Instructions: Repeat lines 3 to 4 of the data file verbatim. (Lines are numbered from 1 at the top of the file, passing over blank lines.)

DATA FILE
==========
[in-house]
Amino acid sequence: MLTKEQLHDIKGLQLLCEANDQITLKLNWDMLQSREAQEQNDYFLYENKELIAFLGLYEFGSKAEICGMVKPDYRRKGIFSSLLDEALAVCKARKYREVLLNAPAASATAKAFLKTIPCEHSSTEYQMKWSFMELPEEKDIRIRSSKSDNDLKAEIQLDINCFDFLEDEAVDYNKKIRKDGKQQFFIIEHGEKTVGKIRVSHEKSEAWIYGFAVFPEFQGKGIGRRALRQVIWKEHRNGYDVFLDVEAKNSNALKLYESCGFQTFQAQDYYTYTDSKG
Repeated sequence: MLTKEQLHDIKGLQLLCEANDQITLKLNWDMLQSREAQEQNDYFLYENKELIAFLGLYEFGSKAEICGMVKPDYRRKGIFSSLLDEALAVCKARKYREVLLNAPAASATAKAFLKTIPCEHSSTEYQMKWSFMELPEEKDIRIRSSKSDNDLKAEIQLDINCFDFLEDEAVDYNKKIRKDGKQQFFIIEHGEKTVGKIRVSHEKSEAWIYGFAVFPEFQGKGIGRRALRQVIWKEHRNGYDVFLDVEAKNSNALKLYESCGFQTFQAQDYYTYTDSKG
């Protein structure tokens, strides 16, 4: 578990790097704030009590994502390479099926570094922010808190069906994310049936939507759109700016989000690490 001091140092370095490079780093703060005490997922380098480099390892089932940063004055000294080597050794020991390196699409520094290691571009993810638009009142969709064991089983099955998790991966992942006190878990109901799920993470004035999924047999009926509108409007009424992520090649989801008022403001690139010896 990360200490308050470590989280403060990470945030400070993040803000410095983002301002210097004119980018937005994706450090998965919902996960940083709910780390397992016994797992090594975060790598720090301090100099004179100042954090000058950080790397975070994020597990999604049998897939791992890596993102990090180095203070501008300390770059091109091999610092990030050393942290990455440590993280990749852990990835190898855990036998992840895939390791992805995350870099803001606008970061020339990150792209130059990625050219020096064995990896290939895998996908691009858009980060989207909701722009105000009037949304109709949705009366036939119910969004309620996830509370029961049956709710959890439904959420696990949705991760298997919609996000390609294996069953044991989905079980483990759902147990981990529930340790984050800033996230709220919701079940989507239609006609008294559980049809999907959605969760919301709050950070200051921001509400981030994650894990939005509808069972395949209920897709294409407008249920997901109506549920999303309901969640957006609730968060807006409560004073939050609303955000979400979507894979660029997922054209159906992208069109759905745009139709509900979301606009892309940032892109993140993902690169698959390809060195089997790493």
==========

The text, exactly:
Repeated sequence: MLTKEQLHDIKGLQLLCEANDQITLKLNWDMLQSREAQEQNDYFLYENKELIAFLGLYEFGSKAEICGMVKPDYRRKGIFSSLLDEALAVCKARKYREVLLNAPAASATAKAFLKTIPCEHSSTEYQMKWSFMELPEEKDIRIRSSKSDNDLKAEIQLDINCFDFLEDEAVDYNKKIRKDGKQQFFIIEHGEKTVGKIRVSHEKSEAWIYGFAVFPEFQGKGIGRRALRQVIWKEHRNGYDVFLDVEAKNSNALKLYESCGFQTFQAQDYYTYTDSKG
């Protein structure tokens, strides 16, 4: 578990790097704030009590994502390479099926570094922010808190069906994310049936939507759109700016989000690490 001091140092370095490079780093703060005490997922380098480099390892089932940063004055000294080597050794020991390196699409520094290691571009993810638009009142969709064991089983099955998790991966992942006190878990109901799920993470004035999924047999009926509108409007009424992520090649989801008022403001690139010896 990360200490308050470590989280403060990470945030400070993040803000410095983002301002210097004119980018937005994706450090998965919902996960940083709910780390397992016994797992090594975060790598720090301090100099004179100042954090000058950080790397975070994020597990999604049998897939791992890596993102990090180095203070501008300390770059091109091999610092990030050393942290990455440590993280990749852990990835190898855990036998992840895939390791992805995350870099803001606008970061020339990150792209130059990625050219020096064995990896290939895998996908691009858009980060989207909701722009105000009037949304109709949705009366036939119910969004309620996830509370029961049956709710959890439904959420696990949705991760298997919609996000390609294996069953044991989905079980483990759902147990981990529930340790984050800033996230709220919701079940989507239609006609008294559980049809999907959605969760919301709050950070200051921001509400981030994650894990939005509808069972395949209920897709294409407008249920997901109506549920999303309901969640957006609730968060807006409560004073939050609303955000979400979507894979660029997922054209159906992208069109759905745009139709509900979301606009892309940032892109993140993902690169698959390809060195089997790493």